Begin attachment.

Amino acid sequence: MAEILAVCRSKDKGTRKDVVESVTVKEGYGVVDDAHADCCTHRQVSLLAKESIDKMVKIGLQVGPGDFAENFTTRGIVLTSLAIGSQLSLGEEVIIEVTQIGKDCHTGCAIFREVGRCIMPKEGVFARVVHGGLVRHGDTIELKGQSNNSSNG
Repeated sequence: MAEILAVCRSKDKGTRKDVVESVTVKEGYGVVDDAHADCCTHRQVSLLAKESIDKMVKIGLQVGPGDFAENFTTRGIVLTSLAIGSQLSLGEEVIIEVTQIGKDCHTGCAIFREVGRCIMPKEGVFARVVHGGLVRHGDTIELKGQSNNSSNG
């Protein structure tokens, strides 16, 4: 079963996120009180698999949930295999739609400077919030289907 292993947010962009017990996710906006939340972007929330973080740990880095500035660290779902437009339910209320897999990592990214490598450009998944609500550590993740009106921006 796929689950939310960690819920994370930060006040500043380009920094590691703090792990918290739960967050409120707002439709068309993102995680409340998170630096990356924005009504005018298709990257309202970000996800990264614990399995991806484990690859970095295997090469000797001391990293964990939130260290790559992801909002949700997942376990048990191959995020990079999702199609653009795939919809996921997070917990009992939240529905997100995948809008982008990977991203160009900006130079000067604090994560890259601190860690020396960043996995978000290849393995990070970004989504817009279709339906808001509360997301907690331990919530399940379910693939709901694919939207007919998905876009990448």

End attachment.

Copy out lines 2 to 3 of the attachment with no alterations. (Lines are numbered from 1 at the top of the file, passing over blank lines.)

Repeated sequence: MAEILAVCRSKDKGTRKDVVESVTVKEGYGVVDDAHADCCTHRQVSLLAKESIDKMVKIGLQVGPGDFAENFTTRGIVLTSLAIGSQLSLGEEVIIEVTQIGKDCHTGCAIFREVGRCIMPKEGVFARVVHGGLVRHGDTIELKGQSNNSSNG
């Protein structure tokens, strides 16, 4: 079963996120009180698999949930295999739609400077919030289907 292993947010962009017990996710906006939340972007929330973080740990880095500035660290779902437009339910209320897999990592990214490598450009998944609500550590993740009106921006 796929689950939310960690819920994370930060006040500043380009920094590691703090792990918290739960967050409120707002439709068309993102995680409340998170630096990356924005009504005018298709990257309202970000996800990264614990399995991806484990690859970095295997090469000797001391990293964990939130260290790559992801909002949700997942376990048990191959995020990079999702199609653009795939919809996921997070917990009992939240529905997100995948809008982008990977991203160009900006130079000067604090994560890259601190860690020396960043996995978000290849393995990070970004989504817009279709339906808001509360997301907690331990919530399940379910693939709901694919939207007919998905876009990448």